In my year of studying abroad, I’ve done a lot of traveling by myself and in groups. I learned quite a few things along the way, including some insights I wish I had known a year ago. So here are a few of my top tips for student travelers. (I figure someone should benefit from […]Continue reading
I couldn’t give up dancing during my semester abroad in Argentina; so of course, I also wanted to continue taking dance classes during while I studied abroad in Ireland. In Buenos Aires, I studied styles of dance that I was already familiar with because taking the classes in a different language was enough of a […]Continue reading
Studying abroad doesn’t just provide the opportunity to learn about the culture of the city you’re temporarily going to school in, but it also allows you to travel and explore other parts of the country or the continent while you do so. Planning these side trips in a foreign country can be a little intimidating […]Continue reading
I’ve been dancing since I was four years old, and it’s become so ingrained in my life I can’t imagine giving it up. At Champlain, I’m a member of the Champlain College Dance Team, and when I left to study abroad, I knew I needed to find a way to continue dancing, even if only […]Continue reading
By: Connor Glasset, Secondary Education Major/Global Studies Minor, Champlain College
On the second weekend in April, the whole Champlain Abroad crew went on a road trip. The journey began at 6pm outside WSA, when we loaded up the massive twelve-person van that we rented. Seriously, the thing was a small bus. The first leg of the journey was a 5 ½ hour car ride to the south. Kohl volunteered to take the wheel from our starting point in Auckland all the way to our destination in Tongariro. We only stopped once along the way, in Hamilton, to refuel, eat, and pick up groceries for the next day’s meal.
We arrived in Tongariro a little before midnight. Another perk of attending AUT is that they have a small lodge, big enough for twelve people, in Tongariro. AUSM, the school’s student union, owns the property and rents it out by the weekend to students at little to no cost. Since we filled almost all of the beds, we each paid $15 a night! The lodge was open plan with one huge space for the combined living/dining/kitchen areas, complete with a wood-burning stove. Off of the central space were three bedrooms with varying numbers of bunkbeds in each and an attached bathroom.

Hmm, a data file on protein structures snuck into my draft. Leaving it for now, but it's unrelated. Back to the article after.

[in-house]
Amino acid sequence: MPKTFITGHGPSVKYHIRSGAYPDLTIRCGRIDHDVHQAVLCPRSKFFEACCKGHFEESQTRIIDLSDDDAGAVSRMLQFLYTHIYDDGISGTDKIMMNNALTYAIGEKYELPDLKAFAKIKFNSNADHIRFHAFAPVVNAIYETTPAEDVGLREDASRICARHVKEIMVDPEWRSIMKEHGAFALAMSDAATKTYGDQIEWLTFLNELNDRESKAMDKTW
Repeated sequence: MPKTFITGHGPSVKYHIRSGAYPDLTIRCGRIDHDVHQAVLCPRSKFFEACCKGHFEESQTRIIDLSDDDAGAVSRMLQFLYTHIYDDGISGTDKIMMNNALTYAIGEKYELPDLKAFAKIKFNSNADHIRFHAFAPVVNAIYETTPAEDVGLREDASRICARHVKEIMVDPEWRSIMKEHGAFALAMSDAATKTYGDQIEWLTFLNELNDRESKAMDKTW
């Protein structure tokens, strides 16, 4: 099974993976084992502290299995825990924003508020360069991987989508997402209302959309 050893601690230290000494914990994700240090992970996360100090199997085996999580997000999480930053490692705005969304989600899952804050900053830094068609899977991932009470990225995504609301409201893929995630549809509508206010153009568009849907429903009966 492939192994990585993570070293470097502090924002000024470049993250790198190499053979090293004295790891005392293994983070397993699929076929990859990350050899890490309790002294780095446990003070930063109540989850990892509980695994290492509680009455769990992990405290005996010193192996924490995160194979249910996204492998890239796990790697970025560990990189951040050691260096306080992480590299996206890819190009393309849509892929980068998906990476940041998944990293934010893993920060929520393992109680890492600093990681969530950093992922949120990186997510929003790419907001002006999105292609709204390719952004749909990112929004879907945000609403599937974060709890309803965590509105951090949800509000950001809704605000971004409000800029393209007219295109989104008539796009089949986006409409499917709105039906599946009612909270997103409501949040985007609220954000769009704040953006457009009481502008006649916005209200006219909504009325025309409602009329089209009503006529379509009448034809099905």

On Saturday, we were all up and out of the lodge in time to catch the 8am shuttle to the Tongariro National Park. The whole purpose of the trip was to attempt the 12 mile long Tongariro Alpine Crossing, which is one of New Zealand’s “Great Walks”. We arrived onsite at half past eight and immediately took to the trail. The first two miles or so was an easy walk through a relatively flat and barren igneous rock-filled field at the foot of Mt. Tongariro. We paused for a break at the last bathroom station on the up-hill side of the mountain before continuing on our way.
Playtime was over. The next four or five miles were intense. The mountain rose into the clouds with no warning and the trail began to zigzag back and forth across the shear, rocky face. At this point, the path was more of a staircase. Each step was probably a good 18 inches high; luckily for me, I was given the gift of ungodly long legs. Safe to say the quads and the hammies got a nice workout. As everyone went at their own pace, we got spread out a few times on the ascent. We all met back up at the leveling off point where the trail diverged and the choice had to be made to continue on the same path or to do the Mt. Ngauruhoe Summit Trail. We all really wanted to do the Mt. Ngauruhoe trail because the mountain was made famous in the Lord of the Rings Trilogy as Mt. Doom. However, it was an extra three hour round trip hike and we were on a timetable because the shuttle back home was meant to pick us up at 4:30pm at the end of the trail. Also, our shuttle driver had cautioned us to not attempt the hike if it was cloudy. Apparently, that trail was much more dangerous and much easier to become lost on. By the time we had reached the trailhead it was nothing but clouds in the sky; we had trouble seeing more than 20 feet in front of us. We decided to save that hike for another, better weather day. We turned left at the fork and went on our way.
The next leg of the hike was certainly not for people with a fear of heights or those